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Cytoskeleton (Hoboken). 2010 Jul;67(7):442-55. doi: 10.1002/cm.20456.

Genetic evidence for concerted control of actin dynamics in cytokinesis, endocytic traffic, and cell motility by coronin and Aip1.

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Cell Dynamics, Max Planck Institute of Biochemistry, Martinsried, Germany.


Coronin and actin-interacting protein 1 (Aip1) are actin-binding proteins that by different mechanisms inhibit actin polymerization or enhance the disassembly of actin filaments. Cells of Dictyostelium discoideum lacking both proteins are retarded in growth and early development and often fail to proceed to fruiting body formation. Coronin/Aip1-null cells show numerous surface protrusions enriched in filamentous actin and cofilin. We show that the double-null cells are characterized by an increase in filamentous actin that causes a thickening of the cell cortex. This imbalance has severe consequences for processes that rely on the dynamic reorganization of the actin cytoskeleton, such as cell motility, cytokinesis and endocytosis. Although cell motility is considerably slowed down, the double-mutant cells are still capable of orientating in a gradient of chemoattractant. The cytokinesis defect is caused by the lack of proper cleavage furrow formation, a defect that is partially rescued by low concentrations of latrunculin A, an inhibitor of actin polymerization. Furthermore, we demonstrate that the disassembly of the actin coat after phagocytic or macropinocytic uptake is significantly delayed in the double-mutant cells. Our results prove that coronin and Aip1 are important effectors that act together in maintaining the balance of actin polymerization and depolymerization in living cells.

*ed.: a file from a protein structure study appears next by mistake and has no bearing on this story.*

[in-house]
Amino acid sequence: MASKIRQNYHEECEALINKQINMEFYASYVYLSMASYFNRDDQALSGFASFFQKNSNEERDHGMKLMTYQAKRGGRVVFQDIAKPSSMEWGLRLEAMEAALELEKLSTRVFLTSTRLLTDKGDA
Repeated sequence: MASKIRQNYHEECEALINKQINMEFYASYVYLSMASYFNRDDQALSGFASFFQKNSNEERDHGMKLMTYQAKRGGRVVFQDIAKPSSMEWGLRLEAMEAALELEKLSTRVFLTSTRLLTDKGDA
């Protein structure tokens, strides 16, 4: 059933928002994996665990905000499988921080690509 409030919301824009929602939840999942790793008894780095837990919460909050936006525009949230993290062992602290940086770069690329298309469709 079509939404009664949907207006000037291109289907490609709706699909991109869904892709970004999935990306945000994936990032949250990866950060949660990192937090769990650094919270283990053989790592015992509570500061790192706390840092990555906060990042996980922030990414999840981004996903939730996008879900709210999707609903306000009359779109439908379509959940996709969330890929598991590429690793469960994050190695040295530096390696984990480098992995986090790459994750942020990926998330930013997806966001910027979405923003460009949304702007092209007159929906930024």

[Indexed for MEDLINE]

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